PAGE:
Cabeza, 5½ miles northwest of Nordheim in western DeWitt County, was named for its location on the headwaters of Cabeza Creek, which in turn was named by the Spaniards. The settlement was founded about 1876 by three sheepmen, P. P. Short, John Riley, and Joshua Butler, at an elevated site. In 1888 Robert E. Magee taught the first session at the new school named for Short, who had donated land for the site. Baptist and Methodist services were held in the school building beginning about 1890. The community had a post office from 1899 to 1907. It also had three stores and a blacksmith. Cabeza was first a sheep-raising center; later, cattle and cotton dominated its economy. A local cotton gin processed about 1,000 bales of cotton annually until boll weevil devastation ruined the business. In 1948 the community had about 150 pupils in two schools, one for White children, the other for Hispanic. Both schools were discontinued in the 1950s. Cabeza was not shown on the 1965 county highway map.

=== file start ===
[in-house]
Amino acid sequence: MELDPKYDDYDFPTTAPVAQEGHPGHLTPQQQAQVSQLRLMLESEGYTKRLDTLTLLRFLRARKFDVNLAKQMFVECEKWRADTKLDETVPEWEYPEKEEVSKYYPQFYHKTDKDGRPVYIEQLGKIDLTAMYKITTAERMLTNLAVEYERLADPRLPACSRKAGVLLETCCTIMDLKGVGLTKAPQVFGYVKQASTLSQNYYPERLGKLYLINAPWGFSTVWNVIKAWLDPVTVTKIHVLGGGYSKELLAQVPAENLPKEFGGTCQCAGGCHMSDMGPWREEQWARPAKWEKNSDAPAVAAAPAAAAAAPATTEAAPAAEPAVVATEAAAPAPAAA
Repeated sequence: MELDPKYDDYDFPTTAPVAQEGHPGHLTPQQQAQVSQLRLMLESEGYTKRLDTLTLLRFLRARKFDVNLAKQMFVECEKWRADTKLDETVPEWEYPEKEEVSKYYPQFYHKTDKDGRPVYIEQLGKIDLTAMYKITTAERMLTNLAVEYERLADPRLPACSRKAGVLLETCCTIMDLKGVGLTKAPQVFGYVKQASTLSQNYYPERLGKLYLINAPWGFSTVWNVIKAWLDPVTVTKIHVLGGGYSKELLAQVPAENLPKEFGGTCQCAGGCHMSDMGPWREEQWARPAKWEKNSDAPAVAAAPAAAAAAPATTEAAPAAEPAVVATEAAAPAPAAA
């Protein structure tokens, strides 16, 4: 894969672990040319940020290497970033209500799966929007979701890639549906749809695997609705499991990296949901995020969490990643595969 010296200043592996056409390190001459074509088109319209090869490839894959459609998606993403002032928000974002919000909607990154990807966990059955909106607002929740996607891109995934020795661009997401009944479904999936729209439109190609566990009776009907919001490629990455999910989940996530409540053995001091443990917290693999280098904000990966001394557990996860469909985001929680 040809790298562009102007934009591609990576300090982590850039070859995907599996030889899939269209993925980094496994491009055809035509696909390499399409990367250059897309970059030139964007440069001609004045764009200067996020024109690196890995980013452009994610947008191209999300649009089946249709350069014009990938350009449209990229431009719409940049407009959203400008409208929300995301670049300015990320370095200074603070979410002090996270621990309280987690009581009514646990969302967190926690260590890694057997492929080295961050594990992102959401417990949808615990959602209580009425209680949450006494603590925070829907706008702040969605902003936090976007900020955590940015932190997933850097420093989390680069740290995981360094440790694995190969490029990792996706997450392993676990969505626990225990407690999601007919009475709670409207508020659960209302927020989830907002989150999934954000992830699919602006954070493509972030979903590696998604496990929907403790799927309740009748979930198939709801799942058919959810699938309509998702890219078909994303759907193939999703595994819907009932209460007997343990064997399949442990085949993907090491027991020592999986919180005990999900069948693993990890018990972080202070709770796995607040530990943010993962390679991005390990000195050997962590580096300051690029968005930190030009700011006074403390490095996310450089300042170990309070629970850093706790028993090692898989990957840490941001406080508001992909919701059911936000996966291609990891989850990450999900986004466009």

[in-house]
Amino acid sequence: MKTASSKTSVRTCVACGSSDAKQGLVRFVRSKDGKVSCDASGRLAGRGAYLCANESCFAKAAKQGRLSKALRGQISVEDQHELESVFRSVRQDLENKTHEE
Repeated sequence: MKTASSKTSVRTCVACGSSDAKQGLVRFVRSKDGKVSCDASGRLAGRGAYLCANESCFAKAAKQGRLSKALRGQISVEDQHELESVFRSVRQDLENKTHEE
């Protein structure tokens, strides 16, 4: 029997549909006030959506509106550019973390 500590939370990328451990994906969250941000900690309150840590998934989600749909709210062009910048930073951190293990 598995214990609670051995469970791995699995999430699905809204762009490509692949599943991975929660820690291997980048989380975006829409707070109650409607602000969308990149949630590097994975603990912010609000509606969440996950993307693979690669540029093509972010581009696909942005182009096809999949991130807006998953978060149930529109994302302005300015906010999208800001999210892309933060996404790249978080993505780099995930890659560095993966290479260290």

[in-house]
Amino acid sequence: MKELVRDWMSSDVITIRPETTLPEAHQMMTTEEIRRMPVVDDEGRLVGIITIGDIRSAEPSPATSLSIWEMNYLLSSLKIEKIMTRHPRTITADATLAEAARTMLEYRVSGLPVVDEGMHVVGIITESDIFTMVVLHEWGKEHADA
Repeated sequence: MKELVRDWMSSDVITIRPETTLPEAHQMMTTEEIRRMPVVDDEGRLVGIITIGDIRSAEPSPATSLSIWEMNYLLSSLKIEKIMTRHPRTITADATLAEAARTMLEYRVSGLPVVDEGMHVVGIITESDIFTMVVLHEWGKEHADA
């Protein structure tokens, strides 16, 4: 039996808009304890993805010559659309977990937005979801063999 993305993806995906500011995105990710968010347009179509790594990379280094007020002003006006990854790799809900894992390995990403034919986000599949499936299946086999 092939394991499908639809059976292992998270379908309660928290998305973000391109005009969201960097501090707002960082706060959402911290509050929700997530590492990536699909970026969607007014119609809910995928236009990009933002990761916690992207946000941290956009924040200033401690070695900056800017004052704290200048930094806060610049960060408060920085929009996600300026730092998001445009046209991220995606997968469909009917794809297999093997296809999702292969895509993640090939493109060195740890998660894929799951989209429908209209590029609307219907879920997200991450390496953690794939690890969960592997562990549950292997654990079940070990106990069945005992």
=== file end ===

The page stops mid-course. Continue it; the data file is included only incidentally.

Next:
Adapted from the official Handbook of Texas, a state encyclopedia developed by the Texas State Historical Association (TSHA). It is an authoritative source of trusted historical records.

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